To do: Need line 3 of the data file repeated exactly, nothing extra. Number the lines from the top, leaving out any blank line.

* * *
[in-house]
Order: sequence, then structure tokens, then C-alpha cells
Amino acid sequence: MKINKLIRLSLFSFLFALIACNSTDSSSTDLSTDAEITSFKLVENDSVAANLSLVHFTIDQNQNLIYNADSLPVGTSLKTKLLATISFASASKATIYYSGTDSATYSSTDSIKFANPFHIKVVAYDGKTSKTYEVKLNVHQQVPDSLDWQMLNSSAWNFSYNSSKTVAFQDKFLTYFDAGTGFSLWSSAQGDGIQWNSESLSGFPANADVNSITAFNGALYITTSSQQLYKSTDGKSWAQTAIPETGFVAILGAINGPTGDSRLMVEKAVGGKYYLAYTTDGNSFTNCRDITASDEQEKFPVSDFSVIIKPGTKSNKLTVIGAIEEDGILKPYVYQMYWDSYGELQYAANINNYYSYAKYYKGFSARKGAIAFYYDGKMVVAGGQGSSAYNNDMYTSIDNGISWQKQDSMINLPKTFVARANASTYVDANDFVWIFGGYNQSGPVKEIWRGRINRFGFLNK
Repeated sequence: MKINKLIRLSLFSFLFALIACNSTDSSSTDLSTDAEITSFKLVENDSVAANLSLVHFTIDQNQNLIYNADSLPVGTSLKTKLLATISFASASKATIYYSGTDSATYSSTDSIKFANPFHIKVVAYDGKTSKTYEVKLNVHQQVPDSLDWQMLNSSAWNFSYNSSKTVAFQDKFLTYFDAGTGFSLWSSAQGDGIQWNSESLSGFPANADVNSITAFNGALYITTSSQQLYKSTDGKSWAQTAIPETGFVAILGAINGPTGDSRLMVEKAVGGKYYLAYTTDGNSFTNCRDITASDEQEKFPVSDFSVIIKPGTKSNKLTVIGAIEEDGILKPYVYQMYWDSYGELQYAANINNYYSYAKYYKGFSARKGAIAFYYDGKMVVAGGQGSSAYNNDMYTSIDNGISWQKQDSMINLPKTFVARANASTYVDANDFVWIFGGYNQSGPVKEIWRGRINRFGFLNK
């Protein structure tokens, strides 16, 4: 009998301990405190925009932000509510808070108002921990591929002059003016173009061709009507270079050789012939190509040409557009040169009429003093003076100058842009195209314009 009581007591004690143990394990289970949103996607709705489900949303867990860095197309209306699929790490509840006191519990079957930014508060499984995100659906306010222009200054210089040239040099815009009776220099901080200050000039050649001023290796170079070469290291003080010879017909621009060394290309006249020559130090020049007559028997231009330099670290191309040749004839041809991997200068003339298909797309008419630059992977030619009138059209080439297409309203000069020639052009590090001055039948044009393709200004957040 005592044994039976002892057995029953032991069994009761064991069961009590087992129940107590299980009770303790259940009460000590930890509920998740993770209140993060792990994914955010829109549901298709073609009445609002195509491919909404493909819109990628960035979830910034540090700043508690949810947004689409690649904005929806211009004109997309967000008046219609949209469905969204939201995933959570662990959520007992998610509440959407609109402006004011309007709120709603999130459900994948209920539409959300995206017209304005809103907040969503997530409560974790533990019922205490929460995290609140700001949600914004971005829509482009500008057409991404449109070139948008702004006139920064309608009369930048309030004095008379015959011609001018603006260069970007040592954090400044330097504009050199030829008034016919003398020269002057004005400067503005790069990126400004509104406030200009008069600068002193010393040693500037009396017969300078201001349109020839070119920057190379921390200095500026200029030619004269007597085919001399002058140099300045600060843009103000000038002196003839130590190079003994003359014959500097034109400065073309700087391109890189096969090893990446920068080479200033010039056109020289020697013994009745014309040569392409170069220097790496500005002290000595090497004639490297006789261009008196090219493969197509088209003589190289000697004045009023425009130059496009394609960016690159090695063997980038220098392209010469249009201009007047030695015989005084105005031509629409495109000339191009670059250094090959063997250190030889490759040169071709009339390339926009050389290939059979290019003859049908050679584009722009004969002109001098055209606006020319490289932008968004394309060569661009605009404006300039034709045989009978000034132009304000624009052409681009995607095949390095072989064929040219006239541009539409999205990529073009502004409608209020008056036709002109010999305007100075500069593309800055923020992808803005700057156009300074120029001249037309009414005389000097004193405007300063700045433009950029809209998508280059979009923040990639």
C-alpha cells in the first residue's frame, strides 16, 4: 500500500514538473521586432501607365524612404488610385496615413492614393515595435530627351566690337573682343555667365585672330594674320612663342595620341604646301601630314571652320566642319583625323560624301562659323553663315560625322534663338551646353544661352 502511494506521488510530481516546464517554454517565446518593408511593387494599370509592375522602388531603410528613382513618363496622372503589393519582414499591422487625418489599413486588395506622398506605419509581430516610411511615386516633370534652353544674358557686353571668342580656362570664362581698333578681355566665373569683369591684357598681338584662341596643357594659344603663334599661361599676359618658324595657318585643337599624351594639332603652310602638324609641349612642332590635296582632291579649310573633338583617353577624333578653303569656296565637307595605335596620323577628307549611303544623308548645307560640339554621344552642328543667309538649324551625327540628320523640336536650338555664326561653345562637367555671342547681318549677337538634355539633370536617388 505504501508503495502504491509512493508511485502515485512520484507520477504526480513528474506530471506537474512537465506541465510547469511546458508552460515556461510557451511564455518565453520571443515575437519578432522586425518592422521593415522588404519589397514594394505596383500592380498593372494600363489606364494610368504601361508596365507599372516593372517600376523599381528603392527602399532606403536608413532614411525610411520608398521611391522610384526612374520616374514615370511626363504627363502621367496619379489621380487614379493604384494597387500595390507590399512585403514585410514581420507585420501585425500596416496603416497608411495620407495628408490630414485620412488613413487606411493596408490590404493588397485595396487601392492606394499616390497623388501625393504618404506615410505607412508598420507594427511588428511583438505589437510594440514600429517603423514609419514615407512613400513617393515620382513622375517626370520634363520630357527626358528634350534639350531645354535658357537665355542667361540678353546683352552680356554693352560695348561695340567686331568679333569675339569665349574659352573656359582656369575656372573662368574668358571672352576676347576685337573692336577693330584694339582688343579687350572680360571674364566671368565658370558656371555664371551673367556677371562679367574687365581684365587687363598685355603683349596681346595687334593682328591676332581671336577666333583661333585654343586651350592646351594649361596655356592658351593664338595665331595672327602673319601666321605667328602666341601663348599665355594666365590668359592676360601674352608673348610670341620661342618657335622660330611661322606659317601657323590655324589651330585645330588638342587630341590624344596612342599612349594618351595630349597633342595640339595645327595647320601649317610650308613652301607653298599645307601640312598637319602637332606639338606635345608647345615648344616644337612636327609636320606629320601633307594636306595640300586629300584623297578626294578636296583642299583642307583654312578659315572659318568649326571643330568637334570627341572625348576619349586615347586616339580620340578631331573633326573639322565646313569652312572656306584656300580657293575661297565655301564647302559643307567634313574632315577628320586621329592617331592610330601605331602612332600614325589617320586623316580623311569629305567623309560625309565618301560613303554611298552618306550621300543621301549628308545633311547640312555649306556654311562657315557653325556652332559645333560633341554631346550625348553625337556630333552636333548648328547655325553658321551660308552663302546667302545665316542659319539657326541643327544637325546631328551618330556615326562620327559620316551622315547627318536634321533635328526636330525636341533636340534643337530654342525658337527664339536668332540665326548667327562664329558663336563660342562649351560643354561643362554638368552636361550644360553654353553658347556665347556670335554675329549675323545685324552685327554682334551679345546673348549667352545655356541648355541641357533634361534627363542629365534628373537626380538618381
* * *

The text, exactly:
Amino acid sequence: MKINKLIRLSLFSFLFALIACNSTDSSSTDLSTDAEITSFKLVENDSVAANLSLVHFTIDQNQNLIYNADSLPVGTSLKTKLLATISFASASKATIYYSGTDSATYSSTDSIKFANPFHIKVVAYDGKTSKTYEVKLNVHQQVPDSLDWQMLNSSAWNFSYNSSKTVAFQDKFLTYFDAGTGFSLWSSAQGDGIQWNSESLSGFPANADVNSITAFNGALYITTSSQQLYKSTDGKSWAQTAIPETGFVAILGAINGPTGDSRLMVEKAVGGKYYLAYTTDGNSFTNCRDITASDEQEKFPVSDFSVIIKPGTKSNKLTVIGAIEEDGILKPYVYQMYWDSYGELQYAANINNYYSYAKYYKGFSARKGAIAFYYDGKMVVAGGQGSSAYNNDMYTSIDNGISWQKQDSMINLPKTFVARANASTYVDANDFVWIFGGYNQSGPVKEIWRGRINRFGFLNK